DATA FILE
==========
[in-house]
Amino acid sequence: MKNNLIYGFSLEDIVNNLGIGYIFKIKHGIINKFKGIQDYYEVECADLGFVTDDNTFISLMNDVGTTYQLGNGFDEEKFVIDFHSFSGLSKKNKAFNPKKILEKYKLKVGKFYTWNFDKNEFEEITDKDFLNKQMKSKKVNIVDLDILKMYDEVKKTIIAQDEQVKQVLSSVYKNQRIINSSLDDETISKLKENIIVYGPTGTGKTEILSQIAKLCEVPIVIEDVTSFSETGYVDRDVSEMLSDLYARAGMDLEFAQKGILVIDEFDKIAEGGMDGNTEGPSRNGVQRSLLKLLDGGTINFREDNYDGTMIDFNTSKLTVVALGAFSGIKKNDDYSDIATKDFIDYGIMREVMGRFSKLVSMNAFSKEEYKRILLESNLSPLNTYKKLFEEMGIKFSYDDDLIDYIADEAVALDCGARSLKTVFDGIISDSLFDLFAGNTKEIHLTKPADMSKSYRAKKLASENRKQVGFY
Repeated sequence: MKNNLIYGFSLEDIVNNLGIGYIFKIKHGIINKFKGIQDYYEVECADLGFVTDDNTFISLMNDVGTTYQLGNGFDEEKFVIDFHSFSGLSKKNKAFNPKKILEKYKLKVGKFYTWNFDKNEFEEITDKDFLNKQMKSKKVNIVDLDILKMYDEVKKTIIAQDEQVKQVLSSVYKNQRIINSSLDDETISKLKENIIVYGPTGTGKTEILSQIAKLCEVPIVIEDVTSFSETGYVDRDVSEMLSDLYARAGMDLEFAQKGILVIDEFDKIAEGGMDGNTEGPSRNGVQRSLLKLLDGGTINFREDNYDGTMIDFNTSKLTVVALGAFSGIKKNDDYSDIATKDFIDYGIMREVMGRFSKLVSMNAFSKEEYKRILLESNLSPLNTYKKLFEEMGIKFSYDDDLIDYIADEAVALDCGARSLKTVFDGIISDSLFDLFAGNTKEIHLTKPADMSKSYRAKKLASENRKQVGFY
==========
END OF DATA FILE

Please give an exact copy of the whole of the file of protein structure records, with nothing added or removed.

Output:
[in-house]
Amino acid sequence: MKNNLIYGFSLEDIVNNLGIGYIFKIKHGIINKFKGIQDYYEVECADLGFVTDDNTFISLMNDVGTTYQLGNGFDEEKFVIDFHSFSGLSKKNKAFNPKKILEKYKLKVGKFYTWNFDKNEFEEITDKDFLNKQMKSKKVNIVDLDILKMYDEVKKTIIAQDEQVKQVLSSVYKNQRIINSSLDDETISKLKENIIVYGPTGTGKTEILSQIAKLCEVPIVIEDVTSFSETGYVDRDVSEMLSDLYARAGMDLEFAQKGILVIDEFDKIAEGGMDGNTEGPSRNGVQRSLLKLLDGGTINFREDNYDGTMIDFNTSKLTVVALGAFSGIKKNDDYSDIATKDFIDYGIMREVMGRFSKLVSMNAFSKEEYKRILLESNLSPLNTYKKLFEEMGIKFSYDDDLIDYIADEAVALDCGARSLKTVFDGIISDSLFDLFAGNTKEIHLTKPADMSKSYRAKKLASENRKQVGFY
Repeated sequence: MKNNLIYGFSLEDIVNNLGIGYIFKIKHGIINKFKGIQDYYEVECADLGFVTDDNTFISLMNDVGTTYQLGNGFDEEKFVIDFHSFSGLSKKNKAFNPKKILEKYKLKVGKFYTWNFDKNEFEEITDKDFLNKQMKSKKVNIVDLDILKMYDEVKKTIIAQDEQVKQVLSSVYKNQRIINSSLDDETISKLKENIIVYGPTGTGKTEILSQIAKLCEVPIVIEDVTSFSETGYVDRDVSEMLSDLYARAGMDLEFAQKGILVIDEFDKIAEGGMDGNTEGPSRNGVQRSLLKLLDGGTINFREDNYDGTMIDFNTSKLTVVALGAFSGIKKNDDYSDIATKDFIDYGIMREVMGRFSKLVSMNAFSKEEYKRILLESNLSPLNTYKKLFEEMGIKFSYDDDLIDYIADEAVALDCGARSLKTVFDGIISDSLFDLFAGNTKEIHLTKPADMSKSYRAKKLASENRKQVGFY